At a recent dress rehearsal at Temple Beth Am for the Jewish Women’s Repertory Company’s (JWRC) November production of Andrew Lloyd Webber’s “Joseph and the Amazing Technicolor Dreamcoat,” Margy Horowitz, the company’s founder, musical director and accompanist, played piano while the narrator belted out the famous opening line: “Some folks dream of the wonders they’ll do, before their time on this planet is through.”
Horowitz, to her frustration, couldn’t take her eyes off the sheet music, but she doesn’t have to watch the performers to know the narrator is describing her. The Chicago native dreamed of creating an outlet for observant Jewish women to realize their love of performing even though the Jewish law of kol isha prohibits women from singing solo in front of men.
“I founded [JWRC] in 2005 purely out of jealousy, because my best friend, who lives in Chicago, called one day and said she got a leading role in ‘Mary Poppins’ in a Jewish women’s theater group, so I thought, ‘Why can’t I do it here?’ ” Horowitz said in an interview before rehearsals.
Friends dismissed her as a “dreamer,” saying no one in Los Angeles would be interested, yet this production of the family-friendly biblical favorite has not only proven them wrong but also assures that if “some folks” have a dream, they can realize it.
Horowitz, a professional piano teacher, launched JWRC with a production of Gilbert and Sullivan’s “The Mikado,” for which she cast anyone who auditioned. This year, only 31 out of 52 hopefuls got parts, and the company has moved from performing at Beverly Hills High School to the state-of-the-art Nate Holden Performing Arts Center in Los Angeles. The band has expanded from a piano accompanist to include drums and a violin. JWRC subsists through ticket sales and ads, yet last year it donated $5,000 to Aleinu Family Resource Center, up $3,000 from 2005.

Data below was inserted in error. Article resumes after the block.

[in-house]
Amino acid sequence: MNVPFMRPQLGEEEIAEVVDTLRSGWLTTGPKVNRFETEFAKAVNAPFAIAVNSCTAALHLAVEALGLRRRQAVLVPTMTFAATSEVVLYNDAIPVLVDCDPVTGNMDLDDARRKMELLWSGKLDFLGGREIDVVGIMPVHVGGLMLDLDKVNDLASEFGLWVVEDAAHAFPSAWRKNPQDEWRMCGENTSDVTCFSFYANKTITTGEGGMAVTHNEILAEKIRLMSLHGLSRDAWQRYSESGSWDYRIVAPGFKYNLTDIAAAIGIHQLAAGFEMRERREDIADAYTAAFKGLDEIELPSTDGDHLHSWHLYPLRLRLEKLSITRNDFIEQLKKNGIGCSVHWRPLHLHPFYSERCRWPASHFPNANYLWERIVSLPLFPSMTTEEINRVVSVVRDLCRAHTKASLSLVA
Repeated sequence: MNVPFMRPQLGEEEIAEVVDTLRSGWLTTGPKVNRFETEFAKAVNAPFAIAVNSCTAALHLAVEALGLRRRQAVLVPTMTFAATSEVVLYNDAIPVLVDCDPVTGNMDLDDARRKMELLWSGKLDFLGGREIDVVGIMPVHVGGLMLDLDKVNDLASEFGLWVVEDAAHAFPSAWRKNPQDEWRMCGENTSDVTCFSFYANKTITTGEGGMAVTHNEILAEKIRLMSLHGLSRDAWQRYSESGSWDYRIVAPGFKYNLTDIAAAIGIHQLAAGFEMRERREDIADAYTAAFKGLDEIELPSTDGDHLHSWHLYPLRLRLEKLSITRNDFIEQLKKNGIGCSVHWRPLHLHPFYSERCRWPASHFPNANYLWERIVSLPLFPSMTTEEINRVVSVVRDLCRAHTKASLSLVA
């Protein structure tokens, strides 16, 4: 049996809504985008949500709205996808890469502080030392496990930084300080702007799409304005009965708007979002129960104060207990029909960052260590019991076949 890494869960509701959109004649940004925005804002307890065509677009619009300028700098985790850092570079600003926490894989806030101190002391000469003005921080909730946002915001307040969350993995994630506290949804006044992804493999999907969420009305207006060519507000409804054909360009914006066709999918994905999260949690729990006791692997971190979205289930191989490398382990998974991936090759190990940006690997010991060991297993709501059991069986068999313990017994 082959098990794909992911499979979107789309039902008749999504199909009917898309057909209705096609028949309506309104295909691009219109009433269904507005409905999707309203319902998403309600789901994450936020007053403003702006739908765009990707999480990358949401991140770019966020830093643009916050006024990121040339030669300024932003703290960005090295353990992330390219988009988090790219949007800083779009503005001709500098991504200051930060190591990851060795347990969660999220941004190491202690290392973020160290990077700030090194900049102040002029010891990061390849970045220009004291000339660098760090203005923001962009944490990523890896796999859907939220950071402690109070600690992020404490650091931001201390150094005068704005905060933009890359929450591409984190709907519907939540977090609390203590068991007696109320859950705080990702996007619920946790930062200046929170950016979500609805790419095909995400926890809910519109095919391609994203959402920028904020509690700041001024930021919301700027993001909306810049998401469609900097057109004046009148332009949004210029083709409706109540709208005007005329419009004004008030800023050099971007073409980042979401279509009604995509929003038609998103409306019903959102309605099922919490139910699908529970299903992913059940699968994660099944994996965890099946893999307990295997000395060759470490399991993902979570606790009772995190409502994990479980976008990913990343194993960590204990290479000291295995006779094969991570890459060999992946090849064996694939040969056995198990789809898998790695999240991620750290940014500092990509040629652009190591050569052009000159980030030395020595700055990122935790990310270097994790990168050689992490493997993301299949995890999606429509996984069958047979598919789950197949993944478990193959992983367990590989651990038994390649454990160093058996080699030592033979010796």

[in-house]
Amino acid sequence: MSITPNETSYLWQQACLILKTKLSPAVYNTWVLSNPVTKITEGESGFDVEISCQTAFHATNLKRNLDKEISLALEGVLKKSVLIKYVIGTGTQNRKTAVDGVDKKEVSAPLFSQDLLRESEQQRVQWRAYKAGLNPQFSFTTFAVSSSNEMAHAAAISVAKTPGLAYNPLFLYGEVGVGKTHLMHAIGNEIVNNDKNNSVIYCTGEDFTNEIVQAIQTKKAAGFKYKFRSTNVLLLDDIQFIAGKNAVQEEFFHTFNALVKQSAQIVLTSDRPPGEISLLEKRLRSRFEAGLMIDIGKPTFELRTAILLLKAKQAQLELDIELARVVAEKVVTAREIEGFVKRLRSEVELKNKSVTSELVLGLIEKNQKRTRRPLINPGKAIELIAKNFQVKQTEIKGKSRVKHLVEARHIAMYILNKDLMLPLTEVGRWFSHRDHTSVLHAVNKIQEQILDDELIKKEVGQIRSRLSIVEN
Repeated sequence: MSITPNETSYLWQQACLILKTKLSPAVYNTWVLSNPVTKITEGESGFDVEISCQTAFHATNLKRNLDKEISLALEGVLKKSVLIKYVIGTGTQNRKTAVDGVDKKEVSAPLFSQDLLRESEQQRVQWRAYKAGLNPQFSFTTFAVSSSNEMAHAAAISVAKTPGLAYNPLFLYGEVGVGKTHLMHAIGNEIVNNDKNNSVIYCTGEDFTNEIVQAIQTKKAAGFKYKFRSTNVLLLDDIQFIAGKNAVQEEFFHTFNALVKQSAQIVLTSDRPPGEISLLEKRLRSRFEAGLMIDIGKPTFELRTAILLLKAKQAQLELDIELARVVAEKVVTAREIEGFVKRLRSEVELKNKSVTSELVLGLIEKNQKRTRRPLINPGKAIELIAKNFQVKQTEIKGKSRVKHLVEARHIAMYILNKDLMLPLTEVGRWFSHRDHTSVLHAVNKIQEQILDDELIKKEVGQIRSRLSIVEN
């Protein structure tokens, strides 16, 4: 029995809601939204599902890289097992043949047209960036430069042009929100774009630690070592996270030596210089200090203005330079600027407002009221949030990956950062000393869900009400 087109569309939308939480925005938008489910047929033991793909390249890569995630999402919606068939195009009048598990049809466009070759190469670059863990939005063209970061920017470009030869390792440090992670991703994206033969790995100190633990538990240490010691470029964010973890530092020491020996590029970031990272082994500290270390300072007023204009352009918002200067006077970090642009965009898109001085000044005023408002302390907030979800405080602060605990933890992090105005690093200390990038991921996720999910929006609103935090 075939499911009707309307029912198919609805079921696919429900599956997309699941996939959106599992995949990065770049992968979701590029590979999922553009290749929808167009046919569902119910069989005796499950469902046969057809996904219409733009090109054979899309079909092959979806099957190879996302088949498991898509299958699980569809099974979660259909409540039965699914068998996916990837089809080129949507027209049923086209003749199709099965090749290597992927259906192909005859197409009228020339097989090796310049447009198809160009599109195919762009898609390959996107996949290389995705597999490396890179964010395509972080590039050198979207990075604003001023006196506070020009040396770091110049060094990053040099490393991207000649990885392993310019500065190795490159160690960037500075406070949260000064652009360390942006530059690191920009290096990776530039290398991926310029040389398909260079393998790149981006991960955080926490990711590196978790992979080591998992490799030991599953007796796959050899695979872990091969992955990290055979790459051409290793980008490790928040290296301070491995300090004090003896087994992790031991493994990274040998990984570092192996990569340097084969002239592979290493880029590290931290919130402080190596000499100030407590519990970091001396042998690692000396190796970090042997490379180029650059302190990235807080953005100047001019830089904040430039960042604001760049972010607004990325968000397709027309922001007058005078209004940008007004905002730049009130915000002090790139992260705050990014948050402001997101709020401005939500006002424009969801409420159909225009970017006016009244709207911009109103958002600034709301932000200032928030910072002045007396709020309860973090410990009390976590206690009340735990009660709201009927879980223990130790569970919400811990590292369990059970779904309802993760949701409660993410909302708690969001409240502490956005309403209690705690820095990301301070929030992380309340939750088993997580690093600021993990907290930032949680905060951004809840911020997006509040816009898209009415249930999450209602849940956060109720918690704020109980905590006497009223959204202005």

“Now it’s just a way for Jewish women to get together and perform and enjoy each other and be creative together,” Horowitz said, surrounded by a few visibly proud cast members dressed in their colorful costumes. But, she said, “There are so many more things that came out of it that I didn’t imagine. Friendships have been made. You have Bais Ya’akov parents friends with Beth Am parents,” she said, referring to the ultra-Orthodox girls’ school and the Conservative congregation, respectively. Horowitz is a member of the Modern Orthodox Beth Jacob Congregation.
The ambitious “Joseph” musical is a symbolic choice, as it tells the tale of the fractured tribes of Israel coming together around one man’s dream. And indeed, the atmosphere in the rehearsal hall feels like a Jewish sisterhood: Women of all ages, callings and denominations — mothers, teachers, lawyers, therapists, professors, students and a doctor — happily synchronizing steps, singing and letting go as they move to the cohesive and professional choreography.
At first, Horowitz was surprised that she’d draw women who aren’t concerned with kol isha. When Caryn Malkus, an English and dance teacher, and a Beth Am member, was cast for a role in the 2007 production of “Guys and Dolls,” she didn’t know men weren’t allowed to attend performances. But she loved the experience so much that she came on as choreographer in 2008 and is this year’s co-director.
“It’s very empowering for women that we’re able to play all the parts and that we can put it on on our own with some technical help from men, but with the nuts and bolts done by women,” Malkus said.
And while cast members commit anywhere from six to eight hours a week throughout the four-month rehearsal period, often juggling parenthood and/or a full-time job, Malkus believes participation enhances her family life.
“There’s nothing better than having kids come watch you,” said Malkus, a mother of twin boys. “First of all, you’re out so much in the evening it’s hard to explain for them why it’s important you’re gone, but once they see the show and connect what you’ve been talking about with reality, it’s amazing for them. We’re becoming role models for our kids. You can be a mom, a doctor, a cantor, and do something creative for yourself.”
Horowitz says quality time with her family has only intensified. “In the musical, there is a line when the brothers say to Joseph, ‘Your dreams of course will not come true,’ and my husband says, ‘Your dreams of course will all come true.’ It’s a culmination of everything that I could have wanted for this group, and more.”